Vernon Park event promotes civic awareness in the formerly-incarcerated

The BLOC Party, an emerging political organization in Philadelphia promoting neighborhood solidarity around the issue of mass incarceration, hosted a rally in Germantown’s Vernon Park on Saturday afternoon.

Sponsored by The Center for Returning Citizens, the BLOC Party event started at 1 p.m. Local organizations, including The Green Party of Pennsylvania, the City Commissioners Office, and the Coalition Against Mass Incarceration, set up booths throughout the park to provide potential voters with information. Event volunteers made themselves available with voter registration forms.

Speakers at the rally included Mikail Holmes, Program Development Coordinator for The Center for Returning Citizens and co-founder of The BLOC Party; Marietta Tanner, representing the Coalition Against Mass Incarceration (CAMI) and the Take Five voting initiative; Stephanie Singer, Chair of the Philadelphia City Commissioners, returning citizen Third Eye; and J. Jondhi Harrell, Executive Director of The Center for Returning Citizens and co-founder of The BLOC Party.

Entertainment was provided by Philadelphia-based artists Ox, City Soul, Jay Mills, and Washington, DC artist Stephen Redhead. Philadelphia’s Gilly da Kid dropped by for an impromptu performance in order to show his support. YahNé Ndgo Baker, Chief Visionary Officer of the Deep Blue Womyn Company, hosted the rally and coordinated the day’s events.

The Center for Returning Citizens was founded to “to assist citizens returning from prison, both male and female, in their transition to freedom,” including “assisting persons who are ready for a life change to find employment, access to necessary services and safe, affordable housing.”

Jondhi Harrell, the center’s executive director, explained that “it is vitally important that a transitioning person not become discouraged and feel as if the process has become too hard.”

To that end the center promotes a group-centered approach, providing returning citizens with “the necessary resources and a social network to rely on.” This often involves everything from donating proper attire for a job interview to providing instruction in creating a resume, and might also include mentoring and counseling.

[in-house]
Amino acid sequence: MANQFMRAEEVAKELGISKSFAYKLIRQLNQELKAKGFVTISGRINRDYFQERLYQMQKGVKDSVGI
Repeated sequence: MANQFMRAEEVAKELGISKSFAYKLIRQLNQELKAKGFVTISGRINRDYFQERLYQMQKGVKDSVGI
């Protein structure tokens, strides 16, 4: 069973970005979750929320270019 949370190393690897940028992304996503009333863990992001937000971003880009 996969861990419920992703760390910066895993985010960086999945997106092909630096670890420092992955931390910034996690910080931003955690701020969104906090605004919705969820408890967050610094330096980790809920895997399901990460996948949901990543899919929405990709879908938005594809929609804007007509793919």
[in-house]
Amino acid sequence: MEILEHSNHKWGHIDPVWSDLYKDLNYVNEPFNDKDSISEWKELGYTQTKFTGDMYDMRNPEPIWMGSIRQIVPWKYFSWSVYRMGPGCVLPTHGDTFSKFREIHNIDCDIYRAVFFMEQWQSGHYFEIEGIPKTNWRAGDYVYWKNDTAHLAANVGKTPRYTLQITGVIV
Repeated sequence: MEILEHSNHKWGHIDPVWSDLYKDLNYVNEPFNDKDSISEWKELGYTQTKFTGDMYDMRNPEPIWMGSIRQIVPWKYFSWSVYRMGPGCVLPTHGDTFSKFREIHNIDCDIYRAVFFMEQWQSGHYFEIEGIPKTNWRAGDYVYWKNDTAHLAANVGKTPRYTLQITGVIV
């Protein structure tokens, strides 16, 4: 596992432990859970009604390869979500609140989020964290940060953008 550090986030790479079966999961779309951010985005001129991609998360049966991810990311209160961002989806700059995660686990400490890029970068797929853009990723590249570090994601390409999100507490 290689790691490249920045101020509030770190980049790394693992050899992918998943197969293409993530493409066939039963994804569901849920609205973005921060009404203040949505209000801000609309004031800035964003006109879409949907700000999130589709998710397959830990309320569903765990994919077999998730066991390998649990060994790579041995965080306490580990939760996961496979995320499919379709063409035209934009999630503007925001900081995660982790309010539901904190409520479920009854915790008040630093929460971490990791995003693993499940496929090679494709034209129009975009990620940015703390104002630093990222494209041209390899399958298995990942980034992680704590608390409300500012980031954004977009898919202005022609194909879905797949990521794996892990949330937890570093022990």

TCRC also advocates for returning citizens to become active and engaged members of their communities. “Use returning citizens as mentors in the community,” said Harrell. “Train them to be mentors and mediators. Provide them with conflict resolution skills. Give them respectable jobs. This will contribute immeasurably to the reduction of crime in the city.”

The BLOC Party

According to Harrell, “The BLOC Party is part of a long-term strategic plan. It is a small beginning, but it is necessary. We want to hold politicians accountable for what they say and elect representatives who truly desire to advocate for the good of the community. We are tired of hoping for the best when the best never comes.”

The BLOC Party plans to hold events like the one at Vernon Park all over Philadelphia in advance of November’s election.

Mikail Holmes explained, “We are attempting to empower the people. We lose our communities without political power. You have to be at the table if you want to make things happen. Change is going to come from us. If we are in there with the politicians then they will know we hear what they are saying. The BLOC Party is one step in the process of our community getting back at that table.”

Mass incarceration

“The United States is the greatest incarcerator in the history of the world. Today 1 in 100 adults in the US is behind bars. The US constitutes 5 percent of the world’s population but contains fully 25 percent of the world’s prisoners.”

These sobering statistics were provided by Matthew Pillischer, a Philadelphia attorney and the director of “Broken on All Sides,” “a documentary about mass incarceration. 

Pillischer continued, “We are here today to address the right of returning citizens to vote. We use the term returning citizens because it seems that every aspect of citizenship is stripped from a person once a person has a serious criminal record.”

Marietta Tanner, a member of the Unitarian Society of Germantown, was moved by the grim prospects facing returning citizens to start organizing in Philadelphia around the issue of mass incarceration.

Through the Coalition Against Mass Incarceration she is helping to organize the Take 5 initiative, which encourages people to vote and reach out to five others to vote and reach out to five others to do the same.

She said, “I once was a Rockefeller Democrat, but I watched as my community crumbled around me, as so many in the black community suffered under those draconian sentencing laws.”

“There are people in the community that don’t want to know about returning citizens. But the formerly incarcerated are not people to be thrown away and forgotten. These are people that have paid their dues. So many black families are impacted by mass incarceration. We have a right and a responsibility to help them as their loved ones return to society.”

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